A behemoth of a vintage plane that hasn’t been manufactured new in nearly 70 years is being built one piece at time here — and when the volunteers can’t buy or barter for parts they need, they’re making them from scratch based on a collection of 28,000 original Boeing Co. blueprints fetched from microfiche at the Smithsonian Institution.
“Modesty aside — and I’ve been around airplanes as much as anybody here — I think we’re building a better airplane than Boeing did,” says volunteer Dick Bidlack, a 79-year-old Vietnam War fighter pilot who’s been involved with the Champaign Aviation Museum project since it started in 2005. “But we’re not trying to build 15 of them a day in a wartime scenario. We’re taking years, so we have a little more freedom.”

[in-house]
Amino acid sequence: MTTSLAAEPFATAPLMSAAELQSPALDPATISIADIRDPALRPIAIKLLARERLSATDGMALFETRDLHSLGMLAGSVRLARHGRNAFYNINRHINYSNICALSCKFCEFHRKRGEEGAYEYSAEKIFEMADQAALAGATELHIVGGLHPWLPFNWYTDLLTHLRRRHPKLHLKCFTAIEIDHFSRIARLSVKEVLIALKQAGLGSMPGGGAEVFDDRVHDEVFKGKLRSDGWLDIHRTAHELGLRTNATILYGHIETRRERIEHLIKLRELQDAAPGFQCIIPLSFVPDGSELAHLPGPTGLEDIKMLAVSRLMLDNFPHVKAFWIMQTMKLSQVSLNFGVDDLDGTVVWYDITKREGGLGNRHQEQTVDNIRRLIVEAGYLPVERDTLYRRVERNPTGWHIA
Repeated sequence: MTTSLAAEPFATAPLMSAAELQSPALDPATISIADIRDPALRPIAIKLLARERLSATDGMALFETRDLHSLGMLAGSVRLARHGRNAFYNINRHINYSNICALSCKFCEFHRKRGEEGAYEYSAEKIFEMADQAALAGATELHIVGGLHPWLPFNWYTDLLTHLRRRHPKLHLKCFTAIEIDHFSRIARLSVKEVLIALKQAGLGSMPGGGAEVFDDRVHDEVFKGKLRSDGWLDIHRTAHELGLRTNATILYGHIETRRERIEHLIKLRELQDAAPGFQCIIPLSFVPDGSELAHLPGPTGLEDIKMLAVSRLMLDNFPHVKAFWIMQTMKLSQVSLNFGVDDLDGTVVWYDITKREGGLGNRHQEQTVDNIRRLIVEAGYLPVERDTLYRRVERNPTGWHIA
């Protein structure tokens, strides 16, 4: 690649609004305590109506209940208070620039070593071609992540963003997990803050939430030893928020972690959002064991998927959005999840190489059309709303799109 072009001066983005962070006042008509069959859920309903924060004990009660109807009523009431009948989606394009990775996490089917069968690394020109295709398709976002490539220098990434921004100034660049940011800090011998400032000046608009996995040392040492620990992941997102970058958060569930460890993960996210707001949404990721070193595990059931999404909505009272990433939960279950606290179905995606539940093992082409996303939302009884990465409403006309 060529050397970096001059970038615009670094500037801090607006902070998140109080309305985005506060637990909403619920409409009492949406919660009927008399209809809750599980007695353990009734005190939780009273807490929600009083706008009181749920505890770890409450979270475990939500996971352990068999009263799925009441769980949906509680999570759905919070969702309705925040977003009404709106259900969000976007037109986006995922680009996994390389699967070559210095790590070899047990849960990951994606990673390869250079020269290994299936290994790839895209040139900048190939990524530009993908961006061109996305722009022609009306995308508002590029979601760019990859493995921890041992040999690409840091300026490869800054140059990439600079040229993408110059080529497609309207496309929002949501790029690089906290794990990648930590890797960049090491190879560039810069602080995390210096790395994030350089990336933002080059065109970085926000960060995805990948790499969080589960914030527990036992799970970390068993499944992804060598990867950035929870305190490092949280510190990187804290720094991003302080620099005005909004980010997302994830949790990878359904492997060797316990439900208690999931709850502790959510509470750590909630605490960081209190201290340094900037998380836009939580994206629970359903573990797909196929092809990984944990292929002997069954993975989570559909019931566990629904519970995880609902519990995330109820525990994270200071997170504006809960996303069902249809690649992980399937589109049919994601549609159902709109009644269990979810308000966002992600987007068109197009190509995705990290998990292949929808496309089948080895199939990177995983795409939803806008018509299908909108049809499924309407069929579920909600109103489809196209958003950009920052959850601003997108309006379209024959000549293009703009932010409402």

Although completion is still years away, the gleaming shell of the plane stretched out in the hangar these days is unmistakably a B-17, the rugged 74-foot-long, four-engine bomber called a “Flying Fortress” because it bristled with .50-caliber machine guns and could take an awful beating in combat.